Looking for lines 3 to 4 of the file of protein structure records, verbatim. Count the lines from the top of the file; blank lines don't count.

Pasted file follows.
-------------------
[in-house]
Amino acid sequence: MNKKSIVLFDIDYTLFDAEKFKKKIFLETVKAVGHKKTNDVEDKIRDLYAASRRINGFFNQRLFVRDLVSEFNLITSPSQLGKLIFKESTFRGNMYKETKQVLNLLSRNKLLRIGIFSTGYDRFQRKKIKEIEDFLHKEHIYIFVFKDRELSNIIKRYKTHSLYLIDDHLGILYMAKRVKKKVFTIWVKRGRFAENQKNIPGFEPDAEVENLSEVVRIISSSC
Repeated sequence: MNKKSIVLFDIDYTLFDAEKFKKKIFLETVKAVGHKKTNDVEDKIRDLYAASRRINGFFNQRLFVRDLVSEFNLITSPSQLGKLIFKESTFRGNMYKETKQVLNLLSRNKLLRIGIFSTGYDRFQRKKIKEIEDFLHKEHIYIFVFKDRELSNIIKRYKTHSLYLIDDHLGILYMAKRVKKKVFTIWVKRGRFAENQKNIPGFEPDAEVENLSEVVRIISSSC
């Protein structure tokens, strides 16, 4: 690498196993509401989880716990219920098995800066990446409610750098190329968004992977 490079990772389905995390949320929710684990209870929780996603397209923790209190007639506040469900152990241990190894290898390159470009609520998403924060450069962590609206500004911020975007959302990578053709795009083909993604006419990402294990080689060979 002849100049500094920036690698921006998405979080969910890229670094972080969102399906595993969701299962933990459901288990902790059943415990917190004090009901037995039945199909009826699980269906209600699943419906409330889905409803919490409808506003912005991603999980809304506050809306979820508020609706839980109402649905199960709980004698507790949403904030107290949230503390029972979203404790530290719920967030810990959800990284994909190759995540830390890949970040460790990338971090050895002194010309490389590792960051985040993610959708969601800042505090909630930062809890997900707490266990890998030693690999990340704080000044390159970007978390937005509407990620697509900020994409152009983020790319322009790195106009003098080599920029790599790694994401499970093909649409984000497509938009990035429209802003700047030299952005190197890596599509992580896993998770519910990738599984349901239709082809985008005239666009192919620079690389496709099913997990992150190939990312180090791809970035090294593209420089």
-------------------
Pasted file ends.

Repeated sequence: MNKKSIVLFDIDYTLFDAEKFKKKIFLETVKAVGHKKTNDVEDKIRDLYAASRRINGFFNQRLFVRDLVSEFNLITSPSQLGKLIFKESTFRGNMYKETKQVLNLLSRNKLLRIGIFSTGYDRFQRKKIKEIEDFLHKEHIYIFVFKDRELSNIIKRYKTHSLYLIDDHLGILYMAKRVKKKVFTIWVKRGRFAENQKNIPGFEPDAEVENLSEVVRIISSSC
């Protein structure tokens, strides 16, 4: 690498196993509401989880716990219920098995800066990446409610750098190329968004992977 490079990772389905995390949320929710684990209870929780996603397209923790209190007639506040469900152990241990190894290898390159470009609520998403924060450069962590609206500004911020975007959302990578053709795009083909993604006419990402294990080689060979 002849100049500094920036690698921006998405979080969910890229670094972080969102399906595993969701299962933990459901288990902790059943415990917190004090009901037995039945199909009826699980269906209600699943419906409330889905409803919490409808506003912005991603999980809304506050809306979820508020609706839980109402649905199960709980004698507790949403904030107290949230503390029972979203404790530290719920967030810990959800990284994909190759995540830390890949970040460790990338971090050895002194010309490389590792960051985040993610959708969601800042505090909630930062809890997900707490266990890998030693690999990340704080000044390159970007978390937005509407990620697509900020994409152009983020790319322009790195106009003098080599920029790599790694994401499970093909649409984000497509938009990035429209802003700047030299952005190197890596599509992580896993998770519910990738599984349901239709082809985008005239666009192919620079690389496709099913997990992150190939990312180090791809970035090294593209420089």